What’s more, you’ll need to be honest about what kinds of risks you’re prepared to take (or for that matter, which ones you’re not prepared to). Understanding your risk tolerance in planning for energy needs is really half the battle. So here are a few things to consider when planning your natural gas strategy in both the short and long-term.

Short-Term Energy Planning for Natural Gas.

Understand the pricing structure of your current energy plan.

For each pricing structure, there are benefits and risks that can save you money. Reconciling your pricing structure in the short-term can help you plan in advance and maximize savings (or minimize damage). Fixed rates save you money in a particularly cold winter (especially if you’ve locked in early and/or participate in a pooled billing system). For a warmer season (like what we have seen in the past couple of years), you potentially run the risk of overspending. In this case, we’d recommend a variable rate in the short-term (especially if you can hop into a pool and help mitigate risk). Another way to address it might be a fixed rate swing plan. A swing gives you a range or tolerance that you can use over or under (determined by a two-year monthly usage average) and still pay the same fixed rate. In any case…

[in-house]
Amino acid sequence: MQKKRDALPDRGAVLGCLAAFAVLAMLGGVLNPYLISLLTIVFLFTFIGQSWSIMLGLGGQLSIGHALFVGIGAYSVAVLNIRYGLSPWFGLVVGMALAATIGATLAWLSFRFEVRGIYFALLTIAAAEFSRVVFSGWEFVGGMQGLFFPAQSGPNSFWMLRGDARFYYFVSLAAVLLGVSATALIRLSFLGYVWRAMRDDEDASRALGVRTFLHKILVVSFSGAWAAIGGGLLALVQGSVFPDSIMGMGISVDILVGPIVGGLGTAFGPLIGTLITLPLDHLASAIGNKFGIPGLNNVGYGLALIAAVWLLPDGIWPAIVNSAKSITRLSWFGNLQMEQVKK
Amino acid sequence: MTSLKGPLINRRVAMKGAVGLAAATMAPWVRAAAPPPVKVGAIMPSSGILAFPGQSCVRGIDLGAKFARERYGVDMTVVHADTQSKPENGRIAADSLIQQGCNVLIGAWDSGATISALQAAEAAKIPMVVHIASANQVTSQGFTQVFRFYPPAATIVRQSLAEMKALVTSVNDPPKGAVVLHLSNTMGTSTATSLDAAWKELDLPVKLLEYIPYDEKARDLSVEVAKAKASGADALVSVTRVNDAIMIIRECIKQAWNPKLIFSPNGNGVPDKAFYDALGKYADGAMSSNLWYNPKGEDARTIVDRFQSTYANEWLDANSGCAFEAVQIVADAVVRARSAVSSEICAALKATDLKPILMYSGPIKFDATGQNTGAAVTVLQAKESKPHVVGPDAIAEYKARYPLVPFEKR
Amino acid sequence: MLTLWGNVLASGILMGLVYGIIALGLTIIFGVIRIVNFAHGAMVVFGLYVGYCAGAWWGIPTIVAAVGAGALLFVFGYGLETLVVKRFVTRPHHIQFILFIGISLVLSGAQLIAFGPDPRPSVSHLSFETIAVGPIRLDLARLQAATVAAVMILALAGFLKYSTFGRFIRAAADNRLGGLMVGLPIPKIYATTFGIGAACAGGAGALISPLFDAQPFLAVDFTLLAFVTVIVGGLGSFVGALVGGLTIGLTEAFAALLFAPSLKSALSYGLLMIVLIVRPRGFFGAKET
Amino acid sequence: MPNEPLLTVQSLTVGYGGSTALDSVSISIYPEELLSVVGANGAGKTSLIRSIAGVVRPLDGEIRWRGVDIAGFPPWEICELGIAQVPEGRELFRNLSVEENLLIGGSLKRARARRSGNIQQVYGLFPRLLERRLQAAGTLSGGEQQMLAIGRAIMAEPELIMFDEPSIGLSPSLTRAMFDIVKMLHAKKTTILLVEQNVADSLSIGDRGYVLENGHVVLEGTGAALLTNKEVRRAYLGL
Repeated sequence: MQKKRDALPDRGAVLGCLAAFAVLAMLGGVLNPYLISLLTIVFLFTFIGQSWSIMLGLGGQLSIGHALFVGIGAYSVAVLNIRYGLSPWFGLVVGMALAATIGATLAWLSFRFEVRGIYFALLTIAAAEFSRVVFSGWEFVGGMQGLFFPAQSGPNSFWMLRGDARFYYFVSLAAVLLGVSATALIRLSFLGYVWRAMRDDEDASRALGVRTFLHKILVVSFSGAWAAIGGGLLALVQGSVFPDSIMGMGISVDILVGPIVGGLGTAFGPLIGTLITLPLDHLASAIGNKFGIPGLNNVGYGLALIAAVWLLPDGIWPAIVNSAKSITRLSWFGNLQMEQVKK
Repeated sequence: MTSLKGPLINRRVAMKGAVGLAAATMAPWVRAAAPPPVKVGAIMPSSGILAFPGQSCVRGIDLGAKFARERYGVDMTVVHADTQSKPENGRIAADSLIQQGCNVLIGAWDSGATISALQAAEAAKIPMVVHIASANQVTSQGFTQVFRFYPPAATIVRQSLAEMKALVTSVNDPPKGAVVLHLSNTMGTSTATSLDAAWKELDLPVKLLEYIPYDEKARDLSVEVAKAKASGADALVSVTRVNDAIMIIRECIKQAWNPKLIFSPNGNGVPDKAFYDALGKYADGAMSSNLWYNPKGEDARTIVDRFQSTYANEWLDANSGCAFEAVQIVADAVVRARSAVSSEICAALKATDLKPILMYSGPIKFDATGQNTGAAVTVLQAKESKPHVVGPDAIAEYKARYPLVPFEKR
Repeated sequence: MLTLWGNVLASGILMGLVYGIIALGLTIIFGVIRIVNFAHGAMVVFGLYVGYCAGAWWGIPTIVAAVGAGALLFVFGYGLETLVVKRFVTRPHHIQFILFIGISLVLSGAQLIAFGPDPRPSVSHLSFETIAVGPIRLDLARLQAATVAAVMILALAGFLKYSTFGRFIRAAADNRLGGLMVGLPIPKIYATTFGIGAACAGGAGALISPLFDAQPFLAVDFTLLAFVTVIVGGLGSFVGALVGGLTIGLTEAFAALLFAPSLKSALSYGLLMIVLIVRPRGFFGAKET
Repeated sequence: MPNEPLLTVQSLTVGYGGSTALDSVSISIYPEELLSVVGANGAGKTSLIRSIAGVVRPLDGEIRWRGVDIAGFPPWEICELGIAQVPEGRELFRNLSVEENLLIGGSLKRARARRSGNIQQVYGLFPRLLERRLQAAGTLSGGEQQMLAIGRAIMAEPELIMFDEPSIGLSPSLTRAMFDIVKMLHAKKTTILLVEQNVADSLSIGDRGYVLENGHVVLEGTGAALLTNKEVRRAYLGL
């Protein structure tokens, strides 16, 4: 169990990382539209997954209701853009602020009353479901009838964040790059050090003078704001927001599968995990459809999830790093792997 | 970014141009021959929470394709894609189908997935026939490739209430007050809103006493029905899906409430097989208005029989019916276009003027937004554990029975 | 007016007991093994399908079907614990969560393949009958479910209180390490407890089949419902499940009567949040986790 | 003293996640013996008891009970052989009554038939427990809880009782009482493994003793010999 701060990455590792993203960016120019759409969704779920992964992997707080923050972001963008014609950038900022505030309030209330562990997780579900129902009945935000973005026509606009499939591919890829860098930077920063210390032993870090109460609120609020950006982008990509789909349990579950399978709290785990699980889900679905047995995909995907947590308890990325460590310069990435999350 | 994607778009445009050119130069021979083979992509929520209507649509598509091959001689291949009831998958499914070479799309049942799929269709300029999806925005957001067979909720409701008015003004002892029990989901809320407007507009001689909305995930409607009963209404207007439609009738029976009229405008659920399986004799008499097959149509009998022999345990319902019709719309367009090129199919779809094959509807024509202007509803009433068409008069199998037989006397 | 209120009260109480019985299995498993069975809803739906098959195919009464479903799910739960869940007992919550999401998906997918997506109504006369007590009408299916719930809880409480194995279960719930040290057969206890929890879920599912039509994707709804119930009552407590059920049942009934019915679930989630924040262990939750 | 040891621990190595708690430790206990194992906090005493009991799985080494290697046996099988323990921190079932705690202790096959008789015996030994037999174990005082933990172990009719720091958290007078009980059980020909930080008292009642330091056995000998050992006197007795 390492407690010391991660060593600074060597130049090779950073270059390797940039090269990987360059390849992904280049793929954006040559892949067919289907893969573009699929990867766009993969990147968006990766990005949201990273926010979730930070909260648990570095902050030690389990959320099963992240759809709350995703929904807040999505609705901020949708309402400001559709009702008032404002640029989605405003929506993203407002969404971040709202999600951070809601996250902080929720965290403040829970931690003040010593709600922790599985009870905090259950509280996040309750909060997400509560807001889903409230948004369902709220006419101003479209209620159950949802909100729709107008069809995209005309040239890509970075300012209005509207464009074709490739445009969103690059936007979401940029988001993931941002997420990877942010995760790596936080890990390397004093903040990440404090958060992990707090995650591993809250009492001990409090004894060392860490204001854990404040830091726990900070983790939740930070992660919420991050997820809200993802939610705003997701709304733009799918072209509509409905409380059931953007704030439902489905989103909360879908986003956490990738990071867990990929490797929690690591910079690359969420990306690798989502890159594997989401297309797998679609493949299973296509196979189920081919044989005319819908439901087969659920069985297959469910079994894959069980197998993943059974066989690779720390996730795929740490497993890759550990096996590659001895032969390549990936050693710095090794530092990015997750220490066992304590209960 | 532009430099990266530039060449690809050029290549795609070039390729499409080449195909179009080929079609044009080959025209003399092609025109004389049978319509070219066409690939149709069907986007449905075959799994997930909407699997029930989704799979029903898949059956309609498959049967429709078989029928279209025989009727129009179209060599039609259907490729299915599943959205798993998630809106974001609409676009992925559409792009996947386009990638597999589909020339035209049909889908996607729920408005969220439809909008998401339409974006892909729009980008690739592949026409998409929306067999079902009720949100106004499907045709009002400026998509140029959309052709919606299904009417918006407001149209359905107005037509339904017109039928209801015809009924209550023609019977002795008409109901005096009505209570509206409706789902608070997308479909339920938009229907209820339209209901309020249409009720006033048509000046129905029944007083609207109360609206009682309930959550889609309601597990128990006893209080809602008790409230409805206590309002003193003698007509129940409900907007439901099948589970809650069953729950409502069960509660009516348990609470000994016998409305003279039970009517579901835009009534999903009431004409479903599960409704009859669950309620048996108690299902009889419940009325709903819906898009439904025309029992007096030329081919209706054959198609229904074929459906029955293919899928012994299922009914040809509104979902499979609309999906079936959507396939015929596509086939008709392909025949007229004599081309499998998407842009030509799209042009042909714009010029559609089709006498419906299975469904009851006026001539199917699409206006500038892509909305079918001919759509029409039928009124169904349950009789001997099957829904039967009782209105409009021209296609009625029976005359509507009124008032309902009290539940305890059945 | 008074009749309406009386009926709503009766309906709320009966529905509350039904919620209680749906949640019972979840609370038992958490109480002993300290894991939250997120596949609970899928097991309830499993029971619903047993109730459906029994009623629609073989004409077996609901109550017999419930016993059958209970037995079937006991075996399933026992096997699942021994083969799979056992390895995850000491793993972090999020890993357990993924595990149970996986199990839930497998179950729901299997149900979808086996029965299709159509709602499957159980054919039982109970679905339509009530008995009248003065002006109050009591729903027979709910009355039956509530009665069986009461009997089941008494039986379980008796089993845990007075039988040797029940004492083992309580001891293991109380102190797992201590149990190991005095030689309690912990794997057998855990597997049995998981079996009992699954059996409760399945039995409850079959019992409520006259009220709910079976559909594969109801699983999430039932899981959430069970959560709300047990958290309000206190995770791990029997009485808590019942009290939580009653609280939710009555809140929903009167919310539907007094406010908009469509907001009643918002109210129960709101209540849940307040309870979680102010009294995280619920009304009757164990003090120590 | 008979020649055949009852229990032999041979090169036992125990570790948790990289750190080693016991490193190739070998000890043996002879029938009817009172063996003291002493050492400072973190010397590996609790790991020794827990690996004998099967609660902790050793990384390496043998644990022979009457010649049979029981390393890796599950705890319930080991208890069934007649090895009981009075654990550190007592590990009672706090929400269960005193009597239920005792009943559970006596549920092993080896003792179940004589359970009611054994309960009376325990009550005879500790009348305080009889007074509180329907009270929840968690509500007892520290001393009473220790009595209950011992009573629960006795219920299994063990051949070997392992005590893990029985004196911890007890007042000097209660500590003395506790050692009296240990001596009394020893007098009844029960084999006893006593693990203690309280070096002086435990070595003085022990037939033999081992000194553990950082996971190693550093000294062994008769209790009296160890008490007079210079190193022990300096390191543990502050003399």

Lock in your gas prices now.

Due to the dynamic nature of our industry, there’s a lot of “hurry up and wait” in our business. What do this mean? It means that deciding on a natural gas energy strategy requires both thought and urgency. Whether it be a fixed or variable rate, single or dual billing, we advise our clients to be opportunistic – give thought to which product and plan are most appropriate for their business and the season and move on it.

Long-Term Energy Planning for Natural Gas.

Consider long-term market trends when deciding on term length.

It’s important to know and review long-term market trends when deciding on a term length of your current gas service. One major market influencer of the natural gas market is our country’s export of natural gas. As our nation’s volume of exported gas continues to climb in the coming years, it will be important to see if the worldwide price of gas (which is 3 to 4 times what it is in the U.S.) starts to influence gas prices here. These long-term market influencers help determine a proper buying strategy and term length for your gas needs today.